Nothing Wrong With Wandering Around Streets Late at Night in a City Like Mumbai, Court Rules
“In [a] city like Mumbai, 1:30 a.m. is not too late. Anyone can stand on, [or] near the road,” ruled a court in Mumbai last week.
The observation comes in the context of an individual being arrested for merely being on the roads — with the act of “wandering” quickly linked to one of notoriety.
Nadeem Patel, Metropolitan Magistrate at the 40th Court in Girgaon, Mumbai, delivered the order while hearing the matter of a 29-year-old man who was arrested from a street in South Mumbai. He was booked for “sitting under suspicious circumstances between sunrise and sunset” while “hiding” his face with a handkerchief — without having a “proper explanation” for either act, according to the patrolling officer.
The court noted that there’s nothing unusual about people covering their faces given that the pandemic is yet to recede. Upon being questioned by the police, the man revealed his real name too. According to the court, that indicates the accused didn’t have any mala fide intentions behind being out in the streets, and contrary to what the police suggested, he wasn’t trying to hide his identity.
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“[O]n the basis of the evidence of the prosecution it is very difficult to hold that the accused was hiding his identity to commit an offense… [the] prosecution failed to prove [the] guilt of the accused beyond [any] reasonable doubt,” the court held.
In a busy city like Mumbai, not only do lawyers and investment bankers, among others, often work beyond midnight, but people also party late. Many bars are open till 1:30 a.m. — the hour at which the accused was discovered on the street. Some party spots, in fact, are open all night too. Basically, there is nothing unusual about being out in public late at night in the country’s financial capital. As the judge noted, “Even if it [is] assumed that 1:30 a.m. is too late, then also w[a]ndering on the street is not an offense when there is no night curfew.”
It begs the question: why did the police deem it necessary to arrest someone who wasn’t committing an offence, but was simply out on the streets at what some would call a “late hour”? Perhaps, the fact that the accused hailed from Uttar Pradesh triggered certain cultural stereotypes about people from the region. Or, it may have been yet another instance of abusive behavior of the Indian police force towards the country’s citizenry, which the Kerala High Court had criticized last year — attributing it to the police’s notion of superiority over the public.
“Instead of policing through public consent and participation, the police use abuse and threats as a primary crime investigation and law enforcement tactic,” a 2009 report on the Indian police by Human Rights Watch (HRW) had stated. It had also gone on to argue that the police system itself fails to provide “encouragement to [officers to] develop professional police tactics.”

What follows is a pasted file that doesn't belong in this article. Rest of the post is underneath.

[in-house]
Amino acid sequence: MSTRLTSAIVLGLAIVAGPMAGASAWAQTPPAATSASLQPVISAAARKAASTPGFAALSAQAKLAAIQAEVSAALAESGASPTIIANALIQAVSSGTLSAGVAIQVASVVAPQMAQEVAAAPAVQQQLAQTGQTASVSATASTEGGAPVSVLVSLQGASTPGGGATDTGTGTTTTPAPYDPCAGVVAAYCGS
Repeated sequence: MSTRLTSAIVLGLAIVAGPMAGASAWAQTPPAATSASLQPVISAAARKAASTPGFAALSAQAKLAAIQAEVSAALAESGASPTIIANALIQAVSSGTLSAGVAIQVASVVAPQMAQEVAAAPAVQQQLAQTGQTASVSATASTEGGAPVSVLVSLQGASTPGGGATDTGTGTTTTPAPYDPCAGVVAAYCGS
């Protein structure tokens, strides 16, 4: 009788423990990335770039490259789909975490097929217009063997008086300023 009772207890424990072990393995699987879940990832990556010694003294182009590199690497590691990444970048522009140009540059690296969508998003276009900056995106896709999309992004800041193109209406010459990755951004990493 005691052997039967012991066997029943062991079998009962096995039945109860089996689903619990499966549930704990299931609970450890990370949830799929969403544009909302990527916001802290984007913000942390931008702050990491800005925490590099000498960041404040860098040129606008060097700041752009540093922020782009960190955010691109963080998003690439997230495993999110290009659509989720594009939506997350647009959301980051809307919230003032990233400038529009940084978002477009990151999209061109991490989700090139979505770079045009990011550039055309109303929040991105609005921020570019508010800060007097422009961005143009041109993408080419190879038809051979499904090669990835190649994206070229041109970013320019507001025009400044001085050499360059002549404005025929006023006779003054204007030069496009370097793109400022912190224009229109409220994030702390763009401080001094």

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The present judgment’s value, though, doesn’t just lie in drawing a line between the police performing its duties and the citizens exercising their civil rights. It also serves as a reminder that a setting sun doesn’t eclipse people’s freedom — something that women’s rights groups, too, have been trying to highlight through midnight marches, in India and abroad.
This instance is not unique. Several anecdotes point to anxiety around people being out on the streets too late. This applies more acutely to people of gender and sexual minorities, who are often questioned about their intent. Time and again, one also hears of women walking alone in parks or streets being told to “go back home” by patrolling officers.
The incident, and many like this, betray a state’s anxiety around people who loiter and linger without a purpose in public. It is a passive but visible challenge to power dynamics. As Maya Sorabjee wrote in 2016: “Loitering is a non-productive performance. For the most part, no transactions are made, no useful goals are met — timepass, locals call it. But in a city tacked together by codified spaces of consumption and propelled by the ceaseless churning of surplus capital, loitering, in its invitation to slack off, is powerful.”
Perhaps, by being out late without an obvious purpose, the 29-year-old threatened the perception of the night belonging only to the rich and the elite — driving around in luxury cars, often to enjoy the kind of solitude that only the night can present in an otherwise bustling city like Mumbai. Ice-cream sellers, gas station personnel, and chauffeurs, of course, are exempt from suspicion at such hours when they’re evidently around to serve the aforementioned rich and elite. But for one to neither be driving in a luxury car, nor be serving those that do, may have been a direct challenge to the prevailing status quo. Naturally, then, he was produced before a court — for daring to exist in public at night, and in doing just that, disturbing the tranquility that the more privileged want to relish.